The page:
As I handed my passport to Perach, one of the staff members manning the reception desk at the new Royal Beach Tel Aviv, a fellow guest checked out alongside me, seeking to clarify a few details about the hotel’s plans as she did so.

Seemingly satisfied with the answers, she declared: “I’ll be back.” If I didn’t know any better I could’ve been forgiven for thinking my entrance into the first large, non-boutique hotel to be built in the city for a decade had been carefully choreographed. Of course it wasn’t, but if I’m honest I’d already formed a pretty favourable impression before even reaching the check-in desk.

pool - photographer Assaf PinchukStep into the spacious lobby of this latest addition to Isrotel’s exclusive collection and you can’t help but be struck by the marriage of modernity and ageless class. Scanning the lobby – featuring a stylish bar that wouldn’t be out of place in any big city hotel – and later the spectacular pool on the fourth floor – were two of those rare occasions when what greets you is more striking than the photos that had attracted you in the first place.

Opened in June on Hayarkon Street, overlooking the beach, the Royal Beach offers 230 rooms and suites, with prices starting from $350 per night. This hotel aims to cater as much for the business traveller as the sun-seeking tourists and families; and guests shouldn’t expect the broad range of leisure and dining facilities of the hotel’s namesake in Eilat.

As you’d expect with any new hotel, General Manager Moshe Kanyas acknowledges that there have been some teething problems, principally with getting the lifts fully operational – but those have now been ironed out. So there’s no excuse not to immerse yourself in the hotel’s dining and relaxation opportunities.

And while failing to sample Tel Aviv’s nightlife or saunter to nearby Charles Clore Park to enjoy the distinctly non-British climate would be practically criminal, for those days when the very thought of steeping out leaves you needing a schluff, you could do far worse than visit the spa, state-of-the-art gym or grab some lunch at the chill-out bar by the pool. Don’t be surprised if you feel the urge to whip out your camera phone when first setting eyes on the latter; guests are greeted by what appears to be an infinity pool with the water seeming to run continuously into the Mediterranean below.

The pool itself is covered but there’s ample space for catching some rays poolside or simply lounging on one of several four poster bed-like structures. Time perhaps to take advantage of free wifi to email that image you’ve just snapped to loved ones anticipating snow back home. For those guests that have worked up a healthy appetite the a la carte menu at the kosher Westside restaurant – which has already received high praise – awaits. Offering indoor and outdoor seating, the restaurant also offers a huge Friday night buffet and breakfast daily.

Consider yourself lucky if you’re served by the infectiously enthusiastic Michael, who on a brief break from darting between tables waxes lyrical about his time working in Spain and jokes that he “reads minds” when I enquire about his seeming ability to know when guests need something.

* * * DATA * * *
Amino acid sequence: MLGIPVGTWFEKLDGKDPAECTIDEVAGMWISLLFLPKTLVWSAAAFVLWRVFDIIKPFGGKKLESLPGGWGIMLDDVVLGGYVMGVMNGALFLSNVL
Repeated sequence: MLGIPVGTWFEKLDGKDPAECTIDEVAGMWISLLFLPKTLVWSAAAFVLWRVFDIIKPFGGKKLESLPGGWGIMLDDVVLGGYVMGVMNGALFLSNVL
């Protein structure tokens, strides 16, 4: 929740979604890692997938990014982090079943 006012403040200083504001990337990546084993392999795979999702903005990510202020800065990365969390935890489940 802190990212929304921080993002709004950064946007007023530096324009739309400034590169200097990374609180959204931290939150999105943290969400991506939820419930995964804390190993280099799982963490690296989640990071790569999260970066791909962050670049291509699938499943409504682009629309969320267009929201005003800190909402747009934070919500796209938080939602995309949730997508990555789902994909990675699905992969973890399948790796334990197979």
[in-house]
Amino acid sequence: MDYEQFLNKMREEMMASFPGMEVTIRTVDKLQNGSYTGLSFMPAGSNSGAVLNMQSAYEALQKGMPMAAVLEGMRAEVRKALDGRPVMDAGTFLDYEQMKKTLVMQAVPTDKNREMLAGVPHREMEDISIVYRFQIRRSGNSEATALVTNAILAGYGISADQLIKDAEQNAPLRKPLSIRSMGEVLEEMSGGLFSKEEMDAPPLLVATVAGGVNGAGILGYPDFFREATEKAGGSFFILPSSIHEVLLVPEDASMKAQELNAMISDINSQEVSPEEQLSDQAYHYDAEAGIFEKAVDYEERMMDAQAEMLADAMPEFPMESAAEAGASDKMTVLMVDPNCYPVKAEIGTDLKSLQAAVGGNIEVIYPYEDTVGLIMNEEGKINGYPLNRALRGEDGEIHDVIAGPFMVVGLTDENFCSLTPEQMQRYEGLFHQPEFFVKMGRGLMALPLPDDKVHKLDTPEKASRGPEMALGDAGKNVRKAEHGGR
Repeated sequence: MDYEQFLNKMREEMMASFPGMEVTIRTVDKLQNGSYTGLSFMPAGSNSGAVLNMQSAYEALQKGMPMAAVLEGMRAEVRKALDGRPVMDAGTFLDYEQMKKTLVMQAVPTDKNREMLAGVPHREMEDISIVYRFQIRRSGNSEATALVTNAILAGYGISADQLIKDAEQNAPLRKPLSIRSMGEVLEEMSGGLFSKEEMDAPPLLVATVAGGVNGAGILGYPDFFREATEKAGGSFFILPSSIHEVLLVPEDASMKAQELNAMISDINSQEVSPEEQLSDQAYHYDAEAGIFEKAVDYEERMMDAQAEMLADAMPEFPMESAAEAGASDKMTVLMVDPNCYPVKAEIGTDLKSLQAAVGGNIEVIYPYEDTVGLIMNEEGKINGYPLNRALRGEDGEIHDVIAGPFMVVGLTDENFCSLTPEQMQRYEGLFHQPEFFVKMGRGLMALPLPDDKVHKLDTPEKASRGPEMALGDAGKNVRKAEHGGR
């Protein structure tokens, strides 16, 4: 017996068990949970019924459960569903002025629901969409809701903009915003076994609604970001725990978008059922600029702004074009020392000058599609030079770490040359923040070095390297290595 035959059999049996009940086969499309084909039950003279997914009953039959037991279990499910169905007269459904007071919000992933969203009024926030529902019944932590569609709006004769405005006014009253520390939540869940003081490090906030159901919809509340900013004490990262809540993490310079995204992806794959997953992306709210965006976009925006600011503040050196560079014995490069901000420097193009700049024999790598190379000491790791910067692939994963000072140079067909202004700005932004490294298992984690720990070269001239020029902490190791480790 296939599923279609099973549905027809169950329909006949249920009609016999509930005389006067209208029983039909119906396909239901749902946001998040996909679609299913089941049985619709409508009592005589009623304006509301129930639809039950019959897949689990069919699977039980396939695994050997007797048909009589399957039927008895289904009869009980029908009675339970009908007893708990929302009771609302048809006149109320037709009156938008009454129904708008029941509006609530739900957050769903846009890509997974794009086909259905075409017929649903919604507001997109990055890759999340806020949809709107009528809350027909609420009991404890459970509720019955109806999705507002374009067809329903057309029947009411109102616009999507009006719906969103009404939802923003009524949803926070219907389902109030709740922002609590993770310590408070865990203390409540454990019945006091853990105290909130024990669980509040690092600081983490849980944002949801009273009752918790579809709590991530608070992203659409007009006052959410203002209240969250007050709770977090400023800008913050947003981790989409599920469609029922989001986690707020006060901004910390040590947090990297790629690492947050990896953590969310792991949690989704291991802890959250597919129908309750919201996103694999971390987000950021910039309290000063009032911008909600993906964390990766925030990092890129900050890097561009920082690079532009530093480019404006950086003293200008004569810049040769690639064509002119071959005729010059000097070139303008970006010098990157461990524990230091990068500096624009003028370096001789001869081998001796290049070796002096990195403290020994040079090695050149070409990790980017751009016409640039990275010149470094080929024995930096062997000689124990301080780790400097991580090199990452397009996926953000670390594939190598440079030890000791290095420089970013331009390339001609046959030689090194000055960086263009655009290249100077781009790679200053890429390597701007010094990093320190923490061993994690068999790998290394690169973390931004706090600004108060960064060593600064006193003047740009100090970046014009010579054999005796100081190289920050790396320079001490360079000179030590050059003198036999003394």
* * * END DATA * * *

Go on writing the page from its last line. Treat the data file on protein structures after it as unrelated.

Aside from Michael, it’s the unique touches which really stand out at the Royal Beach hotel. The corridors along each of its 19 floors offer a stage, replete with theatre-style curtains, for 19 young artists to showcase their photographic work, and for guests and visitors to enjoy a hotel-wide ‘gallery’.

Bellavista room - photographer Itay SikolskyThe rooms also betray the keen attention to detail that is a mark of the work of international hotel designer Harald Klein – from the ability to alter the lighting colour to the large triangular sea-view balconies enjoyed by most guests to the decision to house the toilet and shower in separate rooms. The small gap in the ultra-modern sliding doors to the shower room is certainly an eyebrow-raising touch.

Guests staying on the executive floors from 15 to 19 also enjoy free access to the always-quiet business lounge where snacks and drinks are available until 11pm and where I find a further example of the pride the hotel’s staff take in their work and environment.

When I make a comment about the stunning lobby to Ralitsa, who seconds earlier had jumped up to greet me by the door, she smiles broadly and says “Thank you”, as if I’ve just complimented her on her own personal handiwork. Still blissfully unaware that she was talking to a journalist, she goes on to tell me how chatting with guests is among the best parts of the job. “Many people have problems in their lives. I love seeing them come in and relaxing.”

Despite the hotel’s modern feel and plans to introduce a DJ into the lobby in the evenings, Kanyas insisted it aims to attract guests of all ages with “a young state of mind”. With the Royal Beach among the city’s pricier options and much competition from more established hotels nearby, the hotel is certainly setting its sights high.

“At Isrotel improvement is our magic word,” said Kaynas, who has worked at the hotel chain for 22 years. “We are now working towards enhancing the hotel’s ambiance and positioning it as a leading hotel.

“We aim to turn the lobby lounge into the trendiest bar in Tel Aviv. The combination of this and the restaurant will make the Royal Beach Hotel Tel Aviv the perfect dining and entertainment experience for both hotel’s guest and locals.“

Click on www.isrotel.com and to make a reservation contact your local travel agent.